Nashua Update March 28 Print

The following note was written by Berrien Zettler from Columbus, Georgia.

Hello to all and greetings from Nashua.  Last Monday (March 25) Alice and I drove over to the Lee County jail for our weekly visit with Nashua.  Having now entered his second week at the jail, he is busy making acquaintances with the persons in his pod.  He is trying to organize a meditation/prayer session with them as often as will work.

During the first 7 days I was able to deliver three t-shirts, three undershorts, two pairs of thermals, 3 pairs of athletic socks and a pair of tennis shoes to him.  When I met with him yesterday, he confirmed that he had received all of this stuff and is feeling much warmer.  His major remaining complaint was the small amount of food served at the meals.  He accepts that in solidarity with those who have even less or no food at all.

There are now 8 inmates in his pod.  That is three less than he had last week.  However, during the week there was an influx of at least a half-dozen of temporary inmates, including one undocumented Latino.  He was able to talk via an inmate who could speak some Spanish and was able to explain the work he is doing in Americus as well as something about the SOA Watch.  All of them left after a day or two including 3 of the other inmates.  Apparently they were all sent to the prisons where they will do their time.

Nashua has been able to buy some snacks from the jail store to tide him over between meals--things like crackers and candy bars.  He has $75 in his account at present.  Thanks to Bill for his recent donation of $100 which I will deposit in Nashua's account next Monday. 

Nash commented that he is pleased with the amount of mail he is getting. Letters are really crucial for his well-being so keep them coming.  If you feel so inclined, he is interested in what is happening in his community in Americus; also he'd like letters relating to POV experiences with SOA Watch or any contact you may have had with others in the movement.  He also would like to have books relating immigration stories, on the history of Central or South America, on peace and the like.  He wants to use his jail time constructively.  If you wish to send any such book, please send it directly to me [by emailing me], and I will make arrangements to ensure that he gets the books.  This is necessary because the jail may simply put them in the library; he will have no idea that they are there for him.  The jail will not return any book.  They are considered gifts to the library.

He mentioned that if anyone wants to talk to him by telephone, please send him a letter indicating that you would like a phone call, and he will make arrangements for that.  Phone calls from jail are very expensive--in the neighborhood of $35 according to him.  So keep that in mind.  If you wish to telephone him, I would encourage you to send telephone money.  I will be glad to deposit any money you send for that purpose.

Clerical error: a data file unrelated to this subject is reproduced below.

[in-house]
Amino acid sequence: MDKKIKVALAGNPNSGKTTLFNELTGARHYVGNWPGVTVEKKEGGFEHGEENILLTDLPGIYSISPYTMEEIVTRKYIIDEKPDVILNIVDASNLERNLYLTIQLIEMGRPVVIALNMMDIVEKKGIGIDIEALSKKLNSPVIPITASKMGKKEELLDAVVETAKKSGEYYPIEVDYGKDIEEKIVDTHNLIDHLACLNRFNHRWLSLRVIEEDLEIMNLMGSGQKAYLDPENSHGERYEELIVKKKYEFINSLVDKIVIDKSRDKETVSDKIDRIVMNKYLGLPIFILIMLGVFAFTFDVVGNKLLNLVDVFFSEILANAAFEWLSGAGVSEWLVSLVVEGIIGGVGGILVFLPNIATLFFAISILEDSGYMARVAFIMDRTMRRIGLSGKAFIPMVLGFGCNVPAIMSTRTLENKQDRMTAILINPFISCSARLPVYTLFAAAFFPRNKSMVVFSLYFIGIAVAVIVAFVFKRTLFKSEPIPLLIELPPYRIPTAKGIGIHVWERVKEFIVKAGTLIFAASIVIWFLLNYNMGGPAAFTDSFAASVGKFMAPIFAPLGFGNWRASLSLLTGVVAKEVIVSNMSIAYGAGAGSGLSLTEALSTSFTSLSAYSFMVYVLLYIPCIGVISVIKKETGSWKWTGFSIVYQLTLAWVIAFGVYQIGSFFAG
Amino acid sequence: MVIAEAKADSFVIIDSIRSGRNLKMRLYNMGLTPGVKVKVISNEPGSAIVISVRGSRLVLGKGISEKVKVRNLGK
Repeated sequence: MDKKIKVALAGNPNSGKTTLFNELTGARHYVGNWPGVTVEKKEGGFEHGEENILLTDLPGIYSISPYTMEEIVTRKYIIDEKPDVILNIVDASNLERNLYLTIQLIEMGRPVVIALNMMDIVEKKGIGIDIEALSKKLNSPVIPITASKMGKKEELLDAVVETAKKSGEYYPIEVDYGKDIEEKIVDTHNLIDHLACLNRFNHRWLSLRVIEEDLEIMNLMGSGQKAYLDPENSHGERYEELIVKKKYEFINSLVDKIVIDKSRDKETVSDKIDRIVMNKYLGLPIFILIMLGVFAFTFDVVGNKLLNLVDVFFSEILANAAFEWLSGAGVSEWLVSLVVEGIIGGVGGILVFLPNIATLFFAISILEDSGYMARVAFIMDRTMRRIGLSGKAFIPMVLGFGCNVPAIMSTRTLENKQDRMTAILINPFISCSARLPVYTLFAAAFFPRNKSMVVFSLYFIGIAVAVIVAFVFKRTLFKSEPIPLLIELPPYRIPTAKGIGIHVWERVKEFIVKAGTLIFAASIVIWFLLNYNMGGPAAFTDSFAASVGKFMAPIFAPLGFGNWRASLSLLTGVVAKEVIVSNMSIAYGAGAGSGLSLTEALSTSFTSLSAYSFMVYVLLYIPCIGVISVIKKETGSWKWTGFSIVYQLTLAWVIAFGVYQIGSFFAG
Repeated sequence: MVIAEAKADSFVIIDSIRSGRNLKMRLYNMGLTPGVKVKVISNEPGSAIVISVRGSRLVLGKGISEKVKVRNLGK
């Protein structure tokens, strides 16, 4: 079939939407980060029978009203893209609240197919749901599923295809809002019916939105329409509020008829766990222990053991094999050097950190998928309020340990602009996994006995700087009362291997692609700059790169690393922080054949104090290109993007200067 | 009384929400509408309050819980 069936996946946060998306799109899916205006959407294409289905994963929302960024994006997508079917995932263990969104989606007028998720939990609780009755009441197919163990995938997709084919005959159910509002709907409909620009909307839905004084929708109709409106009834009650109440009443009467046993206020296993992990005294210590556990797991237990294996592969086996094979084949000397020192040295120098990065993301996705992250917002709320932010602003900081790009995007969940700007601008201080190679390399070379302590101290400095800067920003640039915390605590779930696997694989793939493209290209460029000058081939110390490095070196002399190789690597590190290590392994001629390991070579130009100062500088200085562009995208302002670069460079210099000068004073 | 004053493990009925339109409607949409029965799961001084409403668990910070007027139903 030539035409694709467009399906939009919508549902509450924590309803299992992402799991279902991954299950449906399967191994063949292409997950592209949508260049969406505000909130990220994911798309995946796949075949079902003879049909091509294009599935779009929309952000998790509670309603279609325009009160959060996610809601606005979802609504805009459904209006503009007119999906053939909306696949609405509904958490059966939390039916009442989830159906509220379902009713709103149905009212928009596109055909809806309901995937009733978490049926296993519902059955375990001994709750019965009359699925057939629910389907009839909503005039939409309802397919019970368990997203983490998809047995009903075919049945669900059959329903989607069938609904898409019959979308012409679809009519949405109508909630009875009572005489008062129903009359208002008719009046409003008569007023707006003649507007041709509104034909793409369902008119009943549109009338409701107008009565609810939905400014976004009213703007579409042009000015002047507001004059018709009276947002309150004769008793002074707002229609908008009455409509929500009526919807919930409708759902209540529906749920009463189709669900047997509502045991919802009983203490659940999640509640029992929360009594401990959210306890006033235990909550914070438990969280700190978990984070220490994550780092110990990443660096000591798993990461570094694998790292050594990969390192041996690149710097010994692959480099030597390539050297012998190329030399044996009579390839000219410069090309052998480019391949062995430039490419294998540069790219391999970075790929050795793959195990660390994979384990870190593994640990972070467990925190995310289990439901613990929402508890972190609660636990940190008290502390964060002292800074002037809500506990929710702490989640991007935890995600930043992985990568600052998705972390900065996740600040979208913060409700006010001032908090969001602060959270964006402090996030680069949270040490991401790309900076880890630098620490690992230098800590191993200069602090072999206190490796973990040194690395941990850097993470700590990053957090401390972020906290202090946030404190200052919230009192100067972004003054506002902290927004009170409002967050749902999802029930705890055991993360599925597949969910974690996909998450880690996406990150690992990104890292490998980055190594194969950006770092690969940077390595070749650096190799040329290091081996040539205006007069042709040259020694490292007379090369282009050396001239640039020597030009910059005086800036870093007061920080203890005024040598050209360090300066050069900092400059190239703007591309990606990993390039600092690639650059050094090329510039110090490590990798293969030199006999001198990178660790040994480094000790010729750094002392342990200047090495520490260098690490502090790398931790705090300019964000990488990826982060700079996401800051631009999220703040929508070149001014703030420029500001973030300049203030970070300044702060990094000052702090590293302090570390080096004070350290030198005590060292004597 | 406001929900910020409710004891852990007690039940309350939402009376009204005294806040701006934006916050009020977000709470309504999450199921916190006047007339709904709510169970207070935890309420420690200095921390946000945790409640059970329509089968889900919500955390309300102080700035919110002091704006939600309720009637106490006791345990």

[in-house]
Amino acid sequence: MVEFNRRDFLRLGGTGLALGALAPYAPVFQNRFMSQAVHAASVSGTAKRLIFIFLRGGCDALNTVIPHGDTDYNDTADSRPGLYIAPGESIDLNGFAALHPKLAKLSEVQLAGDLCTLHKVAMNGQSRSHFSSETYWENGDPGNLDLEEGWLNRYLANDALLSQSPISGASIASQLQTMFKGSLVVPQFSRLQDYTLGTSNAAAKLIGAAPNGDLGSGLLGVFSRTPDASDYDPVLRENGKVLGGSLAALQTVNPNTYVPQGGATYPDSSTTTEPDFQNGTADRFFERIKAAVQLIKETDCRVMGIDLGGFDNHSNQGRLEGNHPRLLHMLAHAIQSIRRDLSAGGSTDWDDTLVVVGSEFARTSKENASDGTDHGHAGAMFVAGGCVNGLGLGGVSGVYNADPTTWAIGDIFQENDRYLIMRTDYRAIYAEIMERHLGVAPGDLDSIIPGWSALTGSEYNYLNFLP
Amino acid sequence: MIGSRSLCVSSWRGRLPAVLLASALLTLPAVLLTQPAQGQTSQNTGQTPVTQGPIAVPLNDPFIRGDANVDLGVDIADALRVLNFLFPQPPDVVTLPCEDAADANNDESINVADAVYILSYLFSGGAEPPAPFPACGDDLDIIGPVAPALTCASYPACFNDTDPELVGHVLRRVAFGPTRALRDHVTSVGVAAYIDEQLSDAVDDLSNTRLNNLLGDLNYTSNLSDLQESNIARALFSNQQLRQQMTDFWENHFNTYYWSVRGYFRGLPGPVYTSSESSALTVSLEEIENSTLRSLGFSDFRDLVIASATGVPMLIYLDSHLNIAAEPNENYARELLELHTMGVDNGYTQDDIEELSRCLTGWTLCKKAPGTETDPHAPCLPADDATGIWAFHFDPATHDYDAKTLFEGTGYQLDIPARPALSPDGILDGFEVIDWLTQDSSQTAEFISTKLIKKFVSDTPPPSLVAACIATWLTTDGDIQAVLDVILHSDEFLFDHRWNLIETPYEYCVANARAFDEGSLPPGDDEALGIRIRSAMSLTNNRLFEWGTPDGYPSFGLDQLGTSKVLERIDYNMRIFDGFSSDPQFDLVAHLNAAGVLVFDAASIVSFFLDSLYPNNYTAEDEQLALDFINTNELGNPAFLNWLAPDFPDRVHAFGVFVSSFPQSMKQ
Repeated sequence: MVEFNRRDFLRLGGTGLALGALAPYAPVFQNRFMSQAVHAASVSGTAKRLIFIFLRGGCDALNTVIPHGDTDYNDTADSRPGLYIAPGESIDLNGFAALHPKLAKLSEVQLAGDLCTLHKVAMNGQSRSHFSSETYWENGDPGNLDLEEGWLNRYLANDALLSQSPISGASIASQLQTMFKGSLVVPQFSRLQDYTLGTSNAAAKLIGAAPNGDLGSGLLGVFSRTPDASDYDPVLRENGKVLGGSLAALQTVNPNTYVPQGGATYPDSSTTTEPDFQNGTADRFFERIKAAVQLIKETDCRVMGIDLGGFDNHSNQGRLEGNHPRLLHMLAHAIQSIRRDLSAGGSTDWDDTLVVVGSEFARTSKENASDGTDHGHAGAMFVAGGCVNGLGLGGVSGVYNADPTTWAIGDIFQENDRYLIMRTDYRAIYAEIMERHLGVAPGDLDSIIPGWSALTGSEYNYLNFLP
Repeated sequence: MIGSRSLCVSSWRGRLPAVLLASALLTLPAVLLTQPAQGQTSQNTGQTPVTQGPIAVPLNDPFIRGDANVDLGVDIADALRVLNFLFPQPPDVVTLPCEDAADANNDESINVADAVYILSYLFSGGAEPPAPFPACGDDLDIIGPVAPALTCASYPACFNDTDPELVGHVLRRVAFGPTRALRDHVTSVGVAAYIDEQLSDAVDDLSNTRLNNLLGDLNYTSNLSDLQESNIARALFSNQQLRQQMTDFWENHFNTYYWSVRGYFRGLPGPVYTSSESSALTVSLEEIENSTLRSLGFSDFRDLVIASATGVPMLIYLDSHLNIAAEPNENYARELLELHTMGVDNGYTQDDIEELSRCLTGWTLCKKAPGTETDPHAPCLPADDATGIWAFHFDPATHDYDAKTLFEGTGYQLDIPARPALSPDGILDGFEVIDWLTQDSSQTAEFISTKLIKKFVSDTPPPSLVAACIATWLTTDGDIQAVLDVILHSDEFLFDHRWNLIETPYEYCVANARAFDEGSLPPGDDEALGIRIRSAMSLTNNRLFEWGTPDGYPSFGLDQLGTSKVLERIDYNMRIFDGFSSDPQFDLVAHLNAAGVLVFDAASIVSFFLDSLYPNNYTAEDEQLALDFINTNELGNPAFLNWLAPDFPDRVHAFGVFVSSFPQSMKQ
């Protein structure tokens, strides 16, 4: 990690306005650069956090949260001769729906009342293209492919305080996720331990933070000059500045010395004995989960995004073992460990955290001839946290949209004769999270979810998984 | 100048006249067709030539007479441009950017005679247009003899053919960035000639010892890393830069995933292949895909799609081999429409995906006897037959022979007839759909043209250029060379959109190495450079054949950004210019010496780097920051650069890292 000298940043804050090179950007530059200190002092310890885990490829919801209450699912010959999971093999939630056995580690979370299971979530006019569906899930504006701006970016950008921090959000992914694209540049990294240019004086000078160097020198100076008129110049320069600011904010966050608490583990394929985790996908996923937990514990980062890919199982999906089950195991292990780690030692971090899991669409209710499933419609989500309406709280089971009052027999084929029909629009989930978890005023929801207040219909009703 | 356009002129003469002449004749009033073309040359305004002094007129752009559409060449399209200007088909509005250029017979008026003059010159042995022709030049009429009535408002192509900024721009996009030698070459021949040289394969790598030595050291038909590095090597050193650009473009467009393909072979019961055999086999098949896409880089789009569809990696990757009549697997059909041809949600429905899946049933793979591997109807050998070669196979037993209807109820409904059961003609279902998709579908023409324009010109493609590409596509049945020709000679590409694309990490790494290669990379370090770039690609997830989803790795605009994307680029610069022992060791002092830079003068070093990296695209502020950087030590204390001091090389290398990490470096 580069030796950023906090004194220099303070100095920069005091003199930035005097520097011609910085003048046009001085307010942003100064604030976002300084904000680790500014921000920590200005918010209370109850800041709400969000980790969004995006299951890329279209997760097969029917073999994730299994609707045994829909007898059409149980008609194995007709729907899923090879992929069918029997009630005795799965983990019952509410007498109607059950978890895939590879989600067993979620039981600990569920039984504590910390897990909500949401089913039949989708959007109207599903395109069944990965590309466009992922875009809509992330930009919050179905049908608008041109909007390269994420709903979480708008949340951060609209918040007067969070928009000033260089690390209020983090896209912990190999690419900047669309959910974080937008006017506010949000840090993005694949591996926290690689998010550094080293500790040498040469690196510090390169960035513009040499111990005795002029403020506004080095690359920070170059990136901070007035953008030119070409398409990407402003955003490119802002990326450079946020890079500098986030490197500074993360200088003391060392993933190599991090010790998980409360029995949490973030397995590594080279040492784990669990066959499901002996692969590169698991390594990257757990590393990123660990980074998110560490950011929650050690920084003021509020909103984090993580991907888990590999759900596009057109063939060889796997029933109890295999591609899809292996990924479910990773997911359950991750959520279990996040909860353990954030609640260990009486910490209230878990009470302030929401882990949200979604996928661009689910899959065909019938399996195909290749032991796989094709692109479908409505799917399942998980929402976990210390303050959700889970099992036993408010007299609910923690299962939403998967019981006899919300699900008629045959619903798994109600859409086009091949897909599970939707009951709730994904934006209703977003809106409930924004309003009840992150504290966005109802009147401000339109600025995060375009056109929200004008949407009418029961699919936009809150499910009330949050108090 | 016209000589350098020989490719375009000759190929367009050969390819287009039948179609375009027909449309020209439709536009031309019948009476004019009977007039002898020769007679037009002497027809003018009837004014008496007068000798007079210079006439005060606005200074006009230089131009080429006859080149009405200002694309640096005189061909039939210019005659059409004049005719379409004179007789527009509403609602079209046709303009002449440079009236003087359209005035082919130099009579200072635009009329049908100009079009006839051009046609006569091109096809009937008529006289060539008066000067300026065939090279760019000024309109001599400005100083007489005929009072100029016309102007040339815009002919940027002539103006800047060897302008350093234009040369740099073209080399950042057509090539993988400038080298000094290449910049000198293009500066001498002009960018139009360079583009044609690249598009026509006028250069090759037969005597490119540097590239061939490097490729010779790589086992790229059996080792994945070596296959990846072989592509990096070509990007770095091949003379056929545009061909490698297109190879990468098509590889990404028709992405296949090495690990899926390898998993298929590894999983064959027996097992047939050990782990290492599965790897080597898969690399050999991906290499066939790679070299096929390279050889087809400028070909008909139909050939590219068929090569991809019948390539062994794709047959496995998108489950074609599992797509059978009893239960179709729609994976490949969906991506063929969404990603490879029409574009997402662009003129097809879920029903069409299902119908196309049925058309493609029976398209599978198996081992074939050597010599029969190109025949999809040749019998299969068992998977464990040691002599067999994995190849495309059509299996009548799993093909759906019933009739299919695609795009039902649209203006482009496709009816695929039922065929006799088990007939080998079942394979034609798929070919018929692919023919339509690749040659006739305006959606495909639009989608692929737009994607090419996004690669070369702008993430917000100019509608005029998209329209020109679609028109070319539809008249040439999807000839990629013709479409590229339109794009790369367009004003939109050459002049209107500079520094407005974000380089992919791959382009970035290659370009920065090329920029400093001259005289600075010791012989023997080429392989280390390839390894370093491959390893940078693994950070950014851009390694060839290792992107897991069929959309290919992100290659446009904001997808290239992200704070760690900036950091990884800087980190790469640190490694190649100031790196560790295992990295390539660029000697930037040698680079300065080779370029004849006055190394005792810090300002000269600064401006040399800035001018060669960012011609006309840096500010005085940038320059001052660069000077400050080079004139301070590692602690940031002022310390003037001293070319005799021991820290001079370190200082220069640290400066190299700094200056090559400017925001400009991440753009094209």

So far, I have only visitations scheduled for April 8 and May 6.  If anyone wishes to visit Nashua, please let me know so that I can make sure we have a schedule of visits.  I will remind you that any visitor must arrive at the Lee County Sheriff's office for processing a half-hour before his visiting time (4:30 pm Central time on Monday).  As I have mentioned before he is allowed one visit a week--on Monday from
5:00 to 5:30 pm, Central Time.  Only four (4) persons are allowed at any visitation; and everyone must have a picture I.D., including children.
Young children who do not have a picture must have a Social Security card or an original birth certificate.

Here are the full rules for visitation as found on the Lee County Sheriff's web page:


Video visitation is the system the Lee County Detention Center uses to conduct inmate visitation.  The inmate, who is at a remote location, and you, the visitor, will sit at a video station consisting of a monitor, camera and receiver.  Your visit will last 30 minutes and you will be given a two minute warning of the time your visit will end. Inmates are allowed one visit per week.

If you wish to see an inmate, you must arrive no later than 10 minutes before the start of the inmate's visit.  Anyone arriving after the visit has started will not be allowed to see the inmate unless the inmate is being seen by someone else and there is an available slot for you to sign in.

Visitors will not be allowed to "swap" visits with another person, meaning the first four people who sign in to see an inmate will be the only four allowed to see this inmate for that day.  Visitors who have not signed up to see an inmate will not be allowed past the front desk.
There will be no pocket books or purses allowed beyond the front desk.
Food and drinks will not be permitted.

An inmate's visitation time is determined by the area of the Detention Center he or she is being housed in at the time of the visit.  The inmate is allowed only four visitors per visit, including children, and all visitors must have a picture ID to be allowed to visit.  All children who do not have a picture ID or school ID must have a social security card or birth certificate present before entering.  Visiting times will not be changed and no inmate will be allowed to have a visit on any other time except his/her regular visit time.

Contact visits between inmate and visitor are prohibited.

No one knows how long he will be at the county jail; but, judging from past experience, he may be there for about two months (but no guarantees).  It would be wise to call before you come over to make sure that he is still there.  The phone number is 334-749-5651.  Ask for the jail.  The operator will transfer you.  Nashua is registered in the jail as Robert Chantal.  They will not know whom you are talking about if you ask for Nashua.

Sorry for the tardiness of this summary.

H. Berrien Zettler